- Calculate what percent of your budget you spend on the rest—especially the “GPs.”
Determine your daily food expenditures by multiplying the monthly sum from #1 (above) by twelve, and then divide by 365. Divide an item’s daily amount by your TDI and voilá, you’ll see how big a chunk of your TDI it takes.
Example: If my TDI is $30 and I’m spending $10 a day on cupcakes, it’s 10 ➗30 = .33, or 33%. (And time to buy fewer cupcakes. Notice that I didn’t say “don’t buy any.” You can honor your priorities without making every day Cupcake Appreciation Day.)
Wait till you see how valuable this budget awareness exercise is. It not only highlights what you value most, but the new awareness will supercharge your brain. It will come up with better and cheaper ways to meet your priorities. You’ll notice your spending patterns change—effortlessly. You’ll be attracted to places that have sales on things you buy regularly as if by a magnet. New ways to save or earn money appear as if by magic. You’ll stop craving certain foods, and you’ll find you leave stores without even glancing at point-of-sale items.
This switch from diet- and budget-destroying habits to better financial and physical health is pretty trippy, unless you understand that (1) our brains register and remember far more details than we realize, and (2) humans are hardwired to find ways to fulfill their highest values. We short-circuit our higher brain when we reach for quick fixes, whether of the dopamine-producing variety, or the words of “experts” whose highest priorities are not (because they cannot be) ours.
When you are clear about your priorities, Mind will instantly generate a host of ideas for you to achieve them, whether it’s balancing your budget, opening your own business, or finding Mr. or Ms. Right. You’ll suddenly realize that the help that’s out there—food stamps, free clinics, reduced fares, assistive devices, subsidized housing—doesn’t diminish your independence, it fosters it. To use these services demonstrates not weakness, but strength. You’re showing up for yourself and honoring your highest priorities.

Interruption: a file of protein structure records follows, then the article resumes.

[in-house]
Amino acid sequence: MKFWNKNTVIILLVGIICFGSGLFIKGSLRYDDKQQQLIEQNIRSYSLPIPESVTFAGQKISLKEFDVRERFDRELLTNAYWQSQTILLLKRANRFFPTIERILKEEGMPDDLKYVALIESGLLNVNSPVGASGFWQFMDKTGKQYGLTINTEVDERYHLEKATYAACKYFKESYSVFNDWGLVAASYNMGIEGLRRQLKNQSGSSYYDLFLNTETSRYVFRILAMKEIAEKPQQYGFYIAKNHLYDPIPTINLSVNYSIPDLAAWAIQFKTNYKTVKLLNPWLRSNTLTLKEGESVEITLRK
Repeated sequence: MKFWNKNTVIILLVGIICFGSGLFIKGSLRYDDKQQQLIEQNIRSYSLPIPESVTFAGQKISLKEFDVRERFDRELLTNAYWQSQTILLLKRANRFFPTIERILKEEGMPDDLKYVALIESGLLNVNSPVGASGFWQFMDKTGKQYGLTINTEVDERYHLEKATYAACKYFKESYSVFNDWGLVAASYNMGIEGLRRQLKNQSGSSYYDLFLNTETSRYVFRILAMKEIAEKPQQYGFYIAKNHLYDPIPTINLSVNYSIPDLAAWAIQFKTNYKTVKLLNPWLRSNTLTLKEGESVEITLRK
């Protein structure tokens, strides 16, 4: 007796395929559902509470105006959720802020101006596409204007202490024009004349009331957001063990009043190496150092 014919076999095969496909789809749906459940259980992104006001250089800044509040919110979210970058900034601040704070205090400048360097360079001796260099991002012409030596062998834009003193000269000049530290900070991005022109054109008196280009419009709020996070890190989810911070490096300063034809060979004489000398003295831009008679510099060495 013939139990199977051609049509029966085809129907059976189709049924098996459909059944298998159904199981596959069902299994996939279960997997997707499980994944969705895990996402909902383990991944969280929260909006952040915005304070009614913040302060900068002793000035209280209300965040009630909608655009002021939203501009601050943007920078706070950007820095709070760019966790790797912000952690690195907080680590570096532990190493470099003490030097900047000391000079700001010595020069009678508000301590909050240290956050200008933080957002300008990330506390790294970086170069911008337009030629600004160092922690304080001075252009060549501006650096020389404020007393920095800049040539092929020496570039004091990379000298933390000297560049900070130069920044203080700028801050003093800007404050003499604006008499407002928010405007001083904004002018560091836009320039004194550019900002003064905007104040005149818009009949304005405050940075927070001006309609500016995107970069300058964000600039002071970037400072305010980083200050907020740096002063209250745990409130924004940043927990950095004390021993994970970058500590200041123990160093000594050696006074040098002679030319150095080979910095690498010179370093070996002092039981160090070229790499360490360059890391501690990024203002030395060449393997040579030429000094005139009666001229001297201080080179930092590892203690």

Then all you have to do is (mentally) sit back, get your bucket of popcorn (if that’s your thing), and watch the best movie you’ll ever see: your own Life.
*Clarification: Last month we mentioned that seniors and disabled persons are entitled to credit for their out-of-pocket medical expenses, including over-the-counter medications (if doctor-prescribed) and assistive devices (no prescription required if you’re on SSDI). Please note that anyone who qualifies for food stamps is entitled to submit their receipts to their local electronic benefits transfer authority. Copies of the receipts can be faxed, emailed, snail-mailed, or submitted in person. Keep your originals.
For example, my doctor prescribes B12 and D3. It’s cheaper to buy it over the counter, so I take a picture of my receipts and email them for an increase to my EBT. If a doctor prescribes things for your child (cough syrup, Tylenol, vitamins) and you’re receiving EBT, you can submit receipts for those expenses. I received an increase for buying such things as a wheelchair ramp, a Rollator-type walker, and a cane. If you’re paying a Medicare and/or Medicaid premium, these count as well. Time restrictions apply, so get those receipts together now! You can contact Jewish Family Services and find out exactly what you are entitled to and how to submit them. [Bonus: Your receipts may also entitle you to lower rent if you’re in subsidized housing.]